- Jim Kelley
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The 19-year-old Zherdev, the fourth overall pick in the 2003 draft, arrived in Columbus on Dec. 2 amid charges by Russian officials that he is a conscripted soldier. After a hectic week which included playing his first three NHL games, Zherdev took Monday off to contemplate his future, sources close to the situation told ESPN.com.
"Questions regarding his military status in Russia are being investigated by the NHL and the International Ice Hockey Federation (IIHF) and we will allow due process to take its course with regards to this matter," the Blue Jackets said in a statement. "We will work with the NHL to clarify his status vis-a-vis the agreement between the NHL and the IIHF and will abide by any decision that is made at the end of this process.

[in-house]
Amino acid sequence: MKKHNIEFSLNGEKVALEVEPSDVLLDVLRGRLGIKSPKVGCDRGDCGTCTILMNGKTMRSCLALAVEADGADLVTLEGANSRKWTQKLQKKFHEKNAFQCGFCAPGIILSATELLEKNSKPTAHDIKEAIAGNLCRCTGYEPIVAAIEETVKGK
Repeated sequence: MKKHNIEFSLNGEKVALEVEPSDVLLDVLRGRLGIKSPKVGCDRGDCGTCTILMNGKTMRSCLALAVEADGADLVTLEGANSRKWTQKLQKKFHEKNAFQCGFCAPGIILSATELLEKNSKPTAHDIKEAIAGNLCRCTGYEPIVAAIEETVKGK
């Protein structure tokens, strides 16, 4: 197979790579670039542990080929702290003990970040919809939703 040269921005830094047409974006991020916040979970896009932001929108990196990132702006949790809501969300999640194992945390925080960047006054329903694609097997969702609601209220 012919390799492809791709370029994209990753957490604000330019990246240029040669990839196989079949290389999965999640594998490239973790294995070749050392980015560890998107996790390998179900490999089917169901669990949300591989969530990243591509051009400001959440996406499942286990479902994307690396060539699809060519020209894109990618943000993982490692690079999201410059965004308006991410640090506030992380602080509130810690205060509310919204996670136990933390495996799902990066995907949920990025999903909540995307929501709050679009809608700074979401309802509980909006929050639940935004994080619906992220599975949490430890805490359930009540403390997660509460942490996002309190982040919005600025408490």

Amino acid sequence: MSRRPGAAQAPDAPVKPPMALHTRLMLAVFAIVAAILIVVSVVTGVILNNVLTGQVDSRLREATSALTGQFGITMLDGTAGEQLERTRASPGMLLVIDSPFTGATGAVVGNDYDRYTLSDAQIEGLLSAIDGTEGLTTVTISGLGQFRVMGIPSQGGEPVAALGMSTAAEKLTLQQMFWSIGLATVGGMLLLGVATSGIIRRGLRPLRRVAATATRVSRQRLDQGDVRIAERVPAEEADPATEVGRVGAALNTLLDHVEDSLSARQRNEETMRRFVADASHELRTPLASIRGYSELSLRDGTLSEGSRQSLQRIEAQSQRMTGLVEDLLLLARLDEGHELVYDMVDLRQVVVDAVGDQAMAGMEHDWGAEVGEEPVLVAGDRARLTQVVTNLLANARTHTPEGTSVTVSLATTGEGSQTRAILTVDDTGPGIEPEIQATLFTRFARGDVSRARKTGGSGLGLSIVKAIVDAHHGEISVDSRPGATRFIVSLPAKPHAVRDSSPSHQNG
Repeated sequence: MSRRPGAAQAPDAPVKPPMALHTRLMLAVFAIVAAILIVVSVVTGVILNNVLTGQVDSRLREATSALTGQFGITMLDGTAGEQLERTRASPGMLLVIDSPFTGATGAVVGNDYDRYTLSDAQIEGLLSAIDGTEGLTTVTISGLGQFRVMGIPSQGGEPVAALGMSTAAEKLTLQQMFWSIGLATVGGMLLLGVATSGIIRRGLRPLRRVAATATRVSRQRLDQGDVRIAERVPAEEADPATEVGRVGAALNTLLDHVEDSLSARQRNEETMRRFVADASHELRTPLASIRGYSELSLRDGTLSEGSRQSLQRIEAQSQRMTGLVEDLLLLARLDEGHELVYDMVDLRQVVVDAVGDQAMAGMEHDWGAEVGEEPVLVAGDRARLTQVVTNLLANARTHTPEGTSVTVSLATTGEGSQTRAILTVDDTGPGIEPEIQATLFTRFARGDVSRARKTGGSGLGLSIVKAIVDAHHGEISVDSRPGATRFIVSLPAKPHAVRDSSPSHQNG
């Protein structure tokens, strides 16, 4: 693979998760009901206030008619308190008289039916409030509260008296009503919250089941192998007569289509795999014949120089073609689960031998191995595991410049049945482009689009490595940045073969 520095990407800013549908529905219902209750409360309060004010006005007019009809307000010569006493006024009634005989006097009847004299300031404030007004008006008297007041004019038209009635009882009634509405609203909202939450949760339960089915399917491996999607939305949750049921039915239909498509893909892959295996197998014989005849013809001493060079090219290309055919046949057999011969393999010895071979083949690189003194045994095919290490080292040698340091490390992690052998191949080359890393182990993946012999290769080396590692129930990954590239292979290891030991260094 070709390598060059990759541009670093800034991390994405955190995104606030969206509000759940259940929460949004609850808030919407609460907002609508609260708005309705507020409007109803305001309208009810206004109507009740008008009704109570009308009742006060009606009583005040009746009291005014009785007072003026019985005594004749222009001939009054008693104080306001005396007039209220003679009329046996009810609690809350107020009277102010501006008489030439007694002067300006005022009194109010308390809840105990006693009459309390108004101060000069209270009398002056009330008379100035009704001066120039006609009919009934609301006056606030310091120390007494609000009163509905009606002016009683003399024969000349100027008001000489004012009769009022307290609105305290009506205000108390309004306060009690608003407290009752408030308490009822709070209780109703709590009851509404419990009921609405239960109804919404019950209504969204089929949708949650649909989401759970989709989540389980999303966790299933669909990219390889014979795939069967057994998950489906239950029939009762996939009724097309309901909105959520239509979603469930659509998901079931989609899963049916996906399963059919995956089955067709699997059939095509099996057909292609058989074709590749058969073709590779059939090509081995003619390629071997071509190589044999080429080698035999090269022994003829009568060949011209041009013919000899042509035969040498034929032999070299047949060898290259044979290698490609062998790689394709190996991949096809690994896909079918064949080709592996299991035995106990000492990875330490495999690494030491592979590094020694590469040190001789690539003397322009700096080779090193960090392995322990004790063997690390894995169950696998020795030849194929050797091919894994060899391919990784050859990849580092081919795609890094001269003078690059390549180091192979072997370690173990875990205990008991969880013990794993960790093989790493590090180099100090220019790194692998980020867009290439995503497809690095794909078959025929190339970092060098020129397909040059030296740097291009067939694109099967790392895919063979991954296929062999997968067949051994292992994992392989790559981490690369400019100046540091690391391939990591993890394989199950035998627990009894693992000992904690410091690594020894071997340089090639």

"Meanwhile, Nikolai will continue to practice and play as a member of the Columbus Blue Jackets Hockey Club."
NHL executive vice president and chief legal counsel Bill Daly is scheduled to be at the IIHF's offices in Zurich, Switzerland, on Wednesday to discuss the matter with representatives of that organization and the Russian Ice Hockey Federation.
The Blue Jackets signed Zherdev to a three-year contract in August and paid the $100,000 transfer fee required in the agreement with the IIHF to acquire his release from the Central Red Army team (CSKA). Without proper documentation proving Zherdev is a conscripted soldier, Daly confirmed his eligibility to play in the NHL.
The agreement between the IIHF and the NHL states that "nothing in this agreement is intended to permit any player to avoid his country's obligation of compulsory military service," however Zherdev maintains he never took a military oath. The Russian daily, Sport Express, reports that full documentation of Zherdev's conscription in the Russian Army has been submitted to the Russian Ice Hockey Federation by CSKA. IIHF president Rene Fasel is quoted as having seen the documentation.
Jim Kelley is the NHL writer for ESPN.com.
8dScott Burnside and Craig Custance